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Is Biotin for Hair Growth a Myth?

A woman brushes her hair in the mirror.

We all want luscious locks that we can toss around like a model in a shampoo commercial, but with so many hair growth products on the market, it can be tough to know what actually works. Of course, most people will point to biotin as the solution, but is it?

To get to the bottom of things, LifeSavvy spoke with Dr. Andy Goren,  chief medical officer at Daniel Alain, researcher, and hair loss technology developer, about how biotin affects hair growth, if it really works, and what are some other ways to help hair growth.

What Is Biotin and What Does It Do For the Body?

With people constantly recommending biotin for hair growth, it might be beneficial to actually understand what biotin is. 

According to Goren, biotin is a water-soluble vitamin that is crucial for several bodily functions. Biotin plays a key role in the metabolism of carbohydrates, fats, and proteins, which are all important for providing the body with energy.

Biotin supports the growth and maintenance of healthy skin, hair, and nails… but that doesn’t necessarily mean we need biotin supplements to accomplish this. Whether or not biotin supplements help hair growth depends on a few important factors.

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Does Biotin Help Hair Growth?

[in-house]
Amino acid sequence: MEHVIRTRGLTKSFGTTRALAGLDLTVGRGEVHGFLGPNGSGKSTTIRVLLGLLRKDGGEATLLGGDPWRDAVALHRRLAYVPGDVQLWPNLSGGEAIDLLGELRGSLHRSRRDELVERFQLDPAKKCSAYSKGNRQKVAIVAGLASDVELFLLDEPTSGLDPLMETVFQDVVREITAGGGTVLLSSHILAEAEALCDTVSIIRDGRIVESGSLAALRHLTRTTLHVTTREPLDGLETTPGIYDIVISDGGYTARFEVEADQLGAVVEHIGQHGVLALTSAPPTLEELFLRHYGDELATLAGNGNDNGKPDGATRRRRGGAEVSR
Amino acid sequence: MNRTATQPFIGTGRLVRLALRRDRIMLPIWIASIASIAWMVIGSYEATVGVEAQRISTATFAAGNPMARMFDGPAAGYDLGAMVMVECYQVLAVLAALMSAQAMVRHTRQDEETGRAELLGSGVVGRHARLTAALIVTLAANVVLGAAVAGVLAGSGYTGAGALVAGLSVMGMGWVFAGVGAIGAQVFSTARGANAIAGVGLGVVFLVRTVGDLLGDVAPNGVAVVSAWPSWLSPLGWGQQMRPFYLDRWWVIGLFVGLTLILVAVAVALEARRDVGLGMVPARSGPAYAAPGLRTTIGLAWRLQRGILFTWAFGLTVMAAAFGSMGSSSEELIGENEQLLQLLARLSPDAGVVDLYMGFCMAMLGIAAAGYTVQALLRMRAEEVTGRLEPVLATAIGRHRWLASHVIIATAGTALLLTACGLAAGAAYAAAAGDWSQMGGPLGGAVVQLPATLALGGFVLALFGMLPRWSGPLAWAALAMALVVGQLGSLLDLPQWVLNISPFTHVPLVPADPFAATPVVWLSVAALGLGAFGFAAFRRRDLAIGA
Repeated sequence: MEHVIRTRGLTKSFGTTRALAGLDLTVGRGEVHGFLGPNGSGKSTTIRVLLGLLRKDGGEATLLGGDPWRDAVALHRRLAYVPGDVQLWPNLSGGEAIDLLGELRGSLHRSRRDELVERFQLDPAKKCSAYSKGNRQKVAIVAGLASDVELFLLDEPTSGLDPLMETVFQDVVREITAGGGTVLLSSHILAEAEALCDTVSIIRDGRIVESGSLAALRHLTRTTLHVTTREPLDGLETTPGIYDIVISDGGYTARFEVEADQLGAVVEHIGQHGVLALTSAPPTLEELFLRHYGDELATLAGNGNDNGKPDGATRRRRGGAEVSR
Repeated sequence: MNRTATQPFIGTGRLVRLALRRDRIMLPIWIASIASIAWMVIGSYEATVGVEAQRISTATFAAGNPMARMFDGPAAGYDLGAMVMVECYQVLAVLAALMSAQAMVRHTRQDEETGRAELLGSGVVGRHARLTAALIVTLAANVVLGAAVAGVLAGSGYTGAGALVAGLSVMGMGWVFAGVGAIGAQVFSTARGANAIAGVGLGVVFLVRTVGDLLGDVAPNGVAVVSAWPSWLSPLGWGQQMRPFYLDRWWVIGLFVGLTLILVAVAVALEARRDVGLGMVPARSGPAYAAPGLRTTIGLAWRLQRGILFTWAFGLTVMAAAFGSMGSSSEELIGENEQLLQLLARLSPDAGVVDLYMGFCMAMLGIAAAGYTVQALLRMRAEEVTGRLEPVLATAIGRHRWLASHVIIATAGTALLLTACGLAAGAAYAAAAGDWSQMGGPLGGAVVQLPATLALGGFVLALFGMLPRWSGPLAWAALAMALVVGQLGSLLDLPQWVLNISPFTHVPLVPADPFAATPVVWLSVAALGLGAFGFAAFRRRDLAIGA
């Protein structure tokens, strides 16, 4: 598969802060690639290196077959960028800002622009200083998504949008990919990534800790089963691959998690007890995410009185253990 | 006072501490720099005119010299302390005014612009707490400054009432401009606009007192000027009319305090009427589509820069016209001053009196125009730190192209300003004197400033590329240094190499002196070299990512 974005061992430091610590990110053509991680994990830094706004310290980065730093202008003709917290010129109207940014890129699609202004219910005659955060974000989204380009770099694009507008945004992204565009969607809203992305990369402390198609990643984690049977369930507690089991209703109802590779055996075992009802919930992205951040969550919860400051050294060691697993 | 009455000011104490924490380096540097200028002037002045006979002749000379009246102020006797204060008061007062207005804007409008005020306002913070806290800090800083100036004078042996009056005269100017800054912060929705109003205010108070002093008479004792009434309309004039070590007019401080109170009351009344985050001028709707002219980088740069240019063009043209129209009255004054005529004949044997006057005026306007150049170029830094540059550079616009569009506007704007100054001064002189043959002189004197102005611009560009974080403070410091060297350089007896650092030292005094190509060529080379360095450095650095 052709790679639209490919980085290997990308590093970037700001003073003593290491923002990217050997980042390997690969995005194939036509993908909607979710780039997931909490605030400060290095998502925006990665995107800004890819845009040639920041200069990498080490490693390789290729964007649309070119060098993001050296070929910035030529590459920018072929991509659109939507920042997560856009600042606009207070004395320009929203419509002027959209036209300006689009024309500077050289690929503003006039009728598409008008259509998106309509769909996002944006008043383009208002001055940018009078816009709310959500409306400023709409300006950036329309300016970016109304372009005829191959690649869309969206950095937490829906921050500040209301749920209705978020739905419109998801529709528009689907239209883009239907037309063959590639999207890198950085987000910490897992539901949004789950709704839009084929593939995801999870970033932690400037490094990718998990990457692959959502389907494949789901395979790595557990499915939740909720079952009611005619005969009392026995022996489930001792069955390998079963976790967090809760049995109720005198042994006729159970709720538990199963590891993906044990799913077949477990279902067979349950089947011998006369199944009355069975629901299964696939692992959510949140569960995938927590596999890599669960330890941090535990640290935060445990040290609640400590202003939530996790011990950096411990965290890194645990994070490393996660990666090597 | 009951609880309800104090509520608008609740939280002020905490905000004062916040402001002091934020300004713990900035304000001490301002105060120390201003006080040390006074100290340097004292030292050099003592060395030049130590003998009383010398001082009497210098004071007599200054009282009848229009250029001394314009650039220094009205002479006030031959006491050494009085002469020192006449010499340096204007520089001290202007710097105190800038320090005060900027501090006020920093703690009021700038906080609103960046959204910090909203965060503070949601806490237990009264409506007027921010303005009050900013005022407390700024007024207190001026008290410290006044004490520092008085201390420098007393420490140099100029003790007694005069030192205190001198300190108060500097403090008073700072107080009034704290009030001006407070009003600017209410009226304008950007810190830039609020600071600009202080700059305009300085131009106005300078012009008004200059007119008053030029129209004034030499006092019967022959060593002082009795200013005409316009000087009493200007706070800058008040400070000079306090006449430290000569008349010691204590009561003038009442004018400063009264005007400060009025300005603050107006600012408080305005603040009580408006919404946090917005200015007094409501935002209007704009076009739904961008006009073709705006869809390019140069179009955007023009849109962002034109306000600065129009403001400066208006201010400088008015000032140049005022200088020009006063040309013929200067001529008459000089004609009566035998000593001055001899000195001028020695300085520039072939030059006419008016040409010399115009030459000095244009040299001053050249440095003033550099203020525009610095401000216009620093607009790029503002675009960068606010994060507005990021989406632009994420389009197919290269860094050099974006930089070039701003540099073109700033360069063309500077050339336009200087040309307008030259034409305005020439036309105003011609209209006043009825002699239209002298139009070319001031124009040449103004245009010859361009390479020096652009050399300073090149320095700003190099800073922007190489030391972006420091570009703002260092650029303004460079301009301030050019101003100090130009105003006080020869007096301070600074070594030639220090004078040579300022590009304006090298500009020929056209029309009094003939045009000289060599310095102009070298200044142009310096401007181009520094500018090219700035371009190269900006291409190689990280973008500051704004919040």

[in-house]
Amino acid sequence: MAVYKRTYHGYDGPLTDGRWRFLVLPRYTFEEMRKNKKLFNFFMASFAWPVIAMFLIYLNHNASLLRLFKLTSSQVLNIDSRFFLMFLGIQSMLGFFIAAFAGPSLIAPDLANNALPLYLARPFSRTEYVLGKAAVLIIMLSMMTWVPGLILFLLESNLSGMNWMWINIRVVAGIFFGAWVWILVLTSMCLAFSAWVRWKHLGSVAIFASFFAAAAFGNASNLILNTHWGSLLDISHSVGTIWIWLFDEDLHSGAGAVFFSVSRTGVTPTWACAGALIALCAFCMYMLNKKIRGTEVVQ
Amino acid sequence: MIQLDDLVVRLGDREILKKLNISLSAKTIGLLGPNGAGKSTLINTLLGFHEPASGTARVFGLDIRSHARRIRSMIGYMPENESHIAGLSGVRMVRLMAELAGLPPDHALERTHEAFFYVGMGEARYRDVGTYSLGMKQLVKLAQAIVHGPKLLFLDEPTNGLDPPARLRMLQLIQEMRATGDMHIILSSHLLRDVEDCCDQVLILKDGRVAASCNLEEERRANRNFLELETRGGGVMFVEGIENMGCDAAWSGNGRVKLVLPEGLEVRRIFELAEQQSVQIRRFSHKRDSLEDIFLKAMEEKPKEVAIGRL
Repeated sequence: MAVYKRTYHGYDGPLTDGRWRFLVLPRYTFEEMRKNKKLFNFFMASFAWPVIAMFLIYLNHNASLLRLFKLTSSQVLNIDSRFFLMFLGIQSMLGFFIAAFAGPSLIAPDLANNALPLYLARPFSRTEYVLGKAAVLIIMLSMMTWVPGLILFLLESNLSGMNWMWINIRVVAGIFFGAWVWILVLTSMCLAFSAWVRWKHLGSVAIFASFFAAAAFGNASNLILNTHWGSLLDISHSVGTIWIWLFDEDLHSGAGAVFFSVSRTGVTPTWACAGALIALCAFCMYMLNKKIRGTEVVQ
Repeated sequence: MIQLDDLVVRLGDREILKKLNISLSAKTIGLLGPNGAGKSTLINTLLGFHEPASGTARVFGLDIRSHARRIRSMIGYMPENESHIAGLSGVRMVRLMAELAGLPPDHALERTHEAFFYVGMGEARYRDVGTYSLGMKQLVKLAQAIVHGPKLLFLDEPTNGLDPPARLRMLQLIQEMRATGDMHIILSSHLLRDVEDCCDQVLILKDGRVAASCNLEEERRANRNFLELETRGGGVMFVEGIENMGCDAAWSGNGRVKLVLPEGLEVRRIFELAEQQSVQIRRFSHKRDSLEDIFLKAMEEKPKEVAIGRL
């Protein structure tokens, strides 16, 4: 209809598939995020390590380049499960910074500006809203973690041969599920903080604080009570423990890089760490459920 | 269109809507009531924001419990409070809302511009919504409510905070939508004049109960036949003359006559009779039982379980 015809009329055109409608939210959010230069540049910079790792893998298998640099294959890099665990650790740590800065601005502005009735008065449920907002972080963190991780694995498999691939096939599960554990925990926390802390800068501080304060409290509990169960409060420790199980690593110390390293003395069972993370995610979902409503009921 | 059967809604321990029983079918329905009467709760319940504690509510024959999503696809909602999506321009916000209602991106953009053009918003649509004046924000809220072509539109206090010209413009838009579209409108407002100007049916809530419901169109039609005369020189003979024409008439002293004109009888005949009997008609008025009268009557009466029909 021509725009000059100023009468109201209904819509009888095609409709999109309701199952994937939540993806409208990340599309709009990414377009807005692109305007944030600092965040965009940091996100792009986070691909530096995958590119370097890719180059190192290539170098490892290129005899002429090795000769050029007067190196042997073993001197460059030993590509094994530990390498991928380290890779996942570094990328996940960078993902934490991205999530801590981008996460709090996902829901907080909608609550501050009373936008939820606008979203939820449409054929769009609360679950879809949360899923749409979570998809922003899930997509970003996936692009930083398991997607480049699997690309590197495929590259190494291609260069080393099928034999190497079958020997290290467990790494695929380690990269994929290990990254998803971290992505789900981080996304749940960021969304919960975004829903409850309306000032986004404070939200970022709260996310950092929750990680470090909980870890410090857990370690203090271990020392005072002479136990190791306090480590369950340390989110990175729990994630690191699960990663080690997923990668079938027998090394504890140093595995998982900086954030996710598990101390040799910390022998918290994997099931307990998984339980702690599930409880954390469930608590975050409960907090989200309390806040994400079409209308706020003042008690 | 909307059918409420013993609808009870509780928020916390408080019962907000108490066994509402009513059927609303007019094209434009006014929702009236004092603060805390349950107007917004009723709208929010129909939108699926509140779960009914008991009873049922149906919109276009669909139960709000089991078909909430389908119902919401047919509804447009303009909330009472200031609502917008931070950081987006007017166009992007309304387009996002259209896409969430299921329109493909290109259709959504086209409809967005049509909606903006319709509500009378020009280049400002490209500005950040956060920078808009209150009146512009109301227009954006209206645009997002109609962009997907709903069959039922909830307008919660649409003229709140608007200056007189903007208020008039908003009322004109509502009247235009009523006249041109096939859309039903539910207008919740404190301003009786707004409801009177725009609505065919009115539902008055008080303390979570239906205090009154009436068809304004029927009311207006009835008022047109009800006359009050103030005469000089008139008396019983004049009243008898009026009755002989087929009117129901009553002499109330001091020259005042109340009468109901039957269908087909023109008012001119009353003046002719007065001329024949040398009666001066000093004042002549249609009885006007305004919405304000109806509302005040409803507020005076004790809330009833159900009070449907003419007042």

A woman examines her scalp.

Biotin supplementation has been touted as a miracle supplement for promoting hair growth, but the evidence for its effectiveness is mixed.

Yes, biotin is an important nutrient for the health of the hair and scalp, but there is limited scientific evidence to support the claim that adding more biotin to your system via supplementation can promote hair growth in individuals who are not already deficient in the vitamin.

According to Goren, biotin is important in growing healthy, happy hair. But there’s a caveat.

“However, biotin supplementation has not been demonstrated to improve hair growth in people that are not biotin deficient,” Goren says.

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Why is that? Most of us get plenty of biotin from our normal, everyday diets. Plus, when you consume excess biotin, since it’s water-soluble, your body gets rid of any excess via water waste. Essentially, you can’t absorb any extra even if you wanted to do so.

For anyone facing a biotin deficiency, though, biotin supplements may be beneficial for promoting hair growth according to Goren. But remember, this is usually for people specifically dealing with biotin deficiency or conditions that affect biotin absorption, such as Crohn’s disease or celiac disease.

Does Biotin Have Side Effects?

For those who are biotin deficient and might require supplementation, biotin is generally safe when taken in recommended doses. According to Goren, adults can take up to 30 micrograms per day.

High doses of biotin, however, can lead to a number of potential side effects.